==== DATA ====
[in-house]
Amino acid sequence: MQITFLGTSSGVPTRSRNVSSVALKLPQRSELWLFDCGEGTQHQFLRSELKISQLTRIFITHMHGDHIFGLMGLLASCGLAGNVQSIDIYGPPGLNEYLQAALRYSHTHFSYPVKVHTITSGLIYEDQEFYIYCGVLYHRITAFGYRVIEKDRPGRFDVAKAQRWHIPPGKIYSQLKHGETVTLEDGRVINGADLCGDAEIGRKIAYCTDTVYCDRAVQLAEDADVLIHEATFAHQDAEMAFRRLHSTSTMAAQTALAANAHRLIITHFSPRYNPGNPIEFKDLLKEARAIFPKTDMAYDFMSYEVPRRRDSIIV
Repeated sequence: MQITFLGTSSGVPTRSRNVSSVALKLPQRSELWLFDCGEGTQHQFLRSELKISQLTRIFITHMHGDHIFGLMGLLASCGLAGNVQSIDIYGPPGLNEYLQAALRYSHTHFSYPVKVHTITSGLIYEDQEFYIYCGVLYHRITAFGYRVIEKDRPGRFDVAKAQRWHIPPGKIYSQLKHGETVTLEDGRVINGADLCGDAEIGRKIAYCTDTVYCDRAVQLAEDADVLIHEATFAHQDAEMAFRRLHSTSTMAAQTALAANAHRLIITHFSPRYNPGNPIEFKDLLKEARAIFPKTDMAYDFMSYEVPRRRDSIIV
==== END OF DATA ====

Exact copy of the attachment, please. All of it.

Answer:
[in-house]
Amino acid sequence: MQITFLGTSSGVPTRSRNVSSVALKLPQRSELWLFDCGEGTQHQFLRSELKISQLTRIFITHMHGDHIFGLMGLLASCGLAGNVQSIDIYGPPGLNEYLQAALRYSHTHFSYPVKVHTITSGLIYEDQEFYIYCGVLYHRITAFGYRVIEKDRPGRFDVAKAQRWHIPPGKIYSQLKHGETVTLEDGRVINGADLCGDAEIGRKIAYCTDTVYCDRAVQLAEDADVLIHEATFAHQDAEMAFRRLHSTSTMAAQTALAANAHRLIITHFSPRYNPGNPIEFKDLLKEARAIFPKTDMAYDFMSYEVPRRRDSIIV
Repeated sequence: MQITFLGTSSGVPTRSRNVSSVALKLPQRSELWLFDCGEGTQHQFLRSELKISQLTRIFITHMHGDHIFGLMGLLASCGLAGNVQSIDIYGPPGLNEYLQAALRYSHTHFSYPVKVHTITSGLIYEDQEFYIYCGVLYHRITAFGYRVIEKDRPGRFDVAKAQRWHIPPGKIYSQLKHGETVTLEDGRVINGADLCGDAEIGRKIAYCTDTVYCDRAVQLAEDADVLIHEATFAHQDAEMAFRRLHSTSTMAAQTALAANAHRLIITHFSPRYNPGNPIEFKDLLKEARAIFPKTDMAYDFMSYEVPRRRDSIIV